I have no issue with cross breeding, selective breeding, asexual reproduction, or genetic mutations that happen naturally. I do not consider that GMO, by the definition it’s known as today. It’s the genetically engineered biotechnology in a lab I take issue with. But I rather not get into the whys and debate over that. Everyone has their own opinion on it. GMOs aside though, we also avoid corn, soy and canola in general, as they are not healthy foods. So I don’t like the idea of feeds with that anyway, genetically engineered soy and canola is just an extra facet I want to avoid. I don’t expect every aspect I do to be perfect, but I’ll certainly try my best to create the healthiest meat I can for my family.

Good to know your rabbits liked the cubes and good point about any binders! The ones I found, they make pellets and cubes. The pellets don’t have a binder, but everything I read, it seems rabbits don’t like plain hay pellets and I’m going for the long fibre so pellets seem to defeat that purpose. LOL I’m unsure about the cubes having a binder. I’ll double check so I know if they’re getting anything extra like that, to keep in mind.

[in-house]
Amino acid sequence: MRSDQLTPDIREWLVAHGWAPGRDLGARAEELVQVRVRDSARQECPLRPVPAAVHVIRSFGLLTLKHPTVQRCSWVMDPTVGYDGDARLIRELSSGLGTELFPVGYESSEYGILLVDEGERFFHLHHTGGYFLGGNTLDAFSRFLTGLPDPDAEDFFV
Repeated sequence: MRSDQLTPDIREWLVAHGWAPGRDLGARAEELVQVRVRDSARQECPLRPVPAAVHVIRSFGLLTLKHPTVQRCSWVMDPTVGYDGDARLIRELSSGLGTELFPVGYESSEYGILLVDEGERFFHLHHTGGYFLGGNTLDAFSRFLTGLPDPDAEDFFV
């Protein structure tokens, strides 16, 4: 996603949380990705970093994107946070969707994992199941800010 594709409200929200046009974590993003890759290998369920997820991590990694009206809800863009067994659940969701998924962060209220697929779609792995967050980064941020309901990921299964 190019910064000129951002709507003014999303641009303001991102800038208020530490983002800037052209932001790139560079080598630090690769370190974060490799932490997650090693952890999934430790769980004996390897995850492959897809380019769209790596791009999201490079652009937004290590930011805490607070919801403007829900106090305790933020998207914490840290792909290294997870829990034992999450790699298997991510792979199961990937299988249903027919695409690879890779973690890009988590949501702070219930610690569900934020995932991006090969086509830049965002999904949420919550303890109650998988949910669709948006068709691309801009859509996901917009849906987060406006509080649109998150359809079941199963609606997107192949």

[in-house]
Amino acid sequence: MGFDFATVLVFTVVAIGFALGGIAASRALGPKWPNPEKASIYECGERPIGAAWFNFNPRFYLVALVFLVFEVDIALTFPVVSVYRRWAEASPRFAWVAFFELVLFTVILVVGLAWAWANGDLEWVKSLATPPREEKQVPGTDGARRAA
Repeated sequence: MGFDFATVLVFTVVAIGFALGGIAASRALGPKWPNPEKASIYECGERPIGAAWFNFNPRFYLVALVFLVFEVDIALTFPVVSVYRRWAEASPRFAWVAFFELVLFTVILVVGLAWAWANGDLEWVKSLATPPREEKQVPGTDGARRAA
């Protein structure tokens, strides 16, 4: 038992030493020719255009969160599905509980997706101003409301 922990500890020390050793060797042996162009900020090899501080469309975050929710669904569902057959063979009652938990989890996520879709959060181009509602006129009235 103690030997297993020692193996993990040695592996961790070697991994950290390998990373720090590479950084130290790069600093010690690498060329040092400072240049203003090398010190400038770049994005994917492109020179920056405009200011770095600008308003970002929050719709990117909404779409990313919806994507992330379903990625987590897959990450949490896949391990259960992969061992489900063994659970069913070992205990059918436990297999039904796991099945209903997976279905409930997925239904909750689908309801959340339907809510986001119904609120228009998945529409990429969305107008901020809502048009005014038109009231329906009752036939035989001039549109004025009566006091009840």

Im really hoping the transition will be easy. I’m banking on the rabbits instincts kicking in and preferring natural foods. LOL!

Question: If you had the option of buying breeders from a large commercial rabbitry, likely only a pellet and hay diet, OR breeders from a backyard rabbitry colony that would have more exposure the other foods like forage and veggies, which would you choose?

Im trying to figure out which is better, factoring in the commercial ones would likely love forage/fodder and I could transition them to what I want. Where the others may have already picked up picky eating habits?

Healthwise too, which would be healthier? A colony with more exposure or commercial in a barn with biosecurity protocols? And since I want to feed forage, that would mean exposure to bacteria off the ground, like possible cocci, which do you think would have a better resistance to that?

Weighing the pros and cons here but thoughts from experienced people would help.
For a meat rabbit I would select from a backyard breeder that feeds a variety of forage and breeds for fitness and feed-to-finish-weight conversion. Those rabbits would be healthier in my opinion. Many plants are natural coccidiostats, anti-inflammatory, anti-parasite and high in phytochemicals.
 

Skai

Well-known member
Rabbit Talk Supporter
Joined
Apr 7, 2022
Messages
47
Reaction score
53
Location
NW Arkansas